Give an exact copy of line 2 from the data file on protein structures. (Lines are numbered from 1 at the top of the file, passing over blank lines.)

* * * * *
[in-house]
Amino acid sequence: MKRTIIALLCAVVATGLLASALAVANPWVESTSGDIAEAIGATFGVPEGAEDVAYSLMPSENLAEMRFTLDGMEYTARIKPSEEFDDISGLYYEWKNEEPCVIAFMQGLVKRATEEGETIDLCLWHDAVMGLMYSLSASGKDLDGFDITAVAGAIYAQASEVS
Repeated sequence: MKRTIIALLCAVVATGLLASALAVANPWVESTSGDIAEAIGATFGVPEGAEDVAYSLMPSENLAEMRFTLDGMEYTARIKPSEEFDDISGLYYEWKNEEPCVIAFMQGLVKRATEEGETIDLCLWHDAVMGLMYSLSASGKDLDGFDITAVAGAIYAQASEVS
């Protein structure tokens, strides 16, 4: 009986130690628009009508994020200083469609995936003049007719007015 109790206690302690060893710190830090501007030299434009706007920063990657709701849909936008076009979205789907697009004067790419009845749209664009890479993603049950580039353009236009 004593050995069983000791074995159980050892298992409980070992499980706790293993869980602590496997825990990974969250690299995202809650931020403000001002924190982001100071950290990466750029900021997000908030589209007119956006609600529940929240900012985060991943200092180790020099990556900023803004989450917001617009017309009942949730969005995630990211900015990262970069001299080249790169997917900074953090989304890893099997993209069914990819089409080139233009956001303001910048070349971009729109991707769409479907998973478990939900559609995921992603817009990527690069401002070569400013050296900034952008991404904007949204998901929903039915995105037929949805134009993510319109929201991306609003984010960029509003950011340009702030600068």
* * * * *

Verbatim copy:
Amino acid sequence: MKRTIIALLCAVVATGLLASALAVANPWVESTSGDIAEAIGATFGVPEGAEDVAYSLMPSENLAEMRFTLDGMEYTARIKPSEEFDDISGLYYEWKNEEPCVIAFMQGLVKRATEEGETIDLCLWHDAVMGLMYSLSASGKDLDGFDITAVAGAIYAQASEVS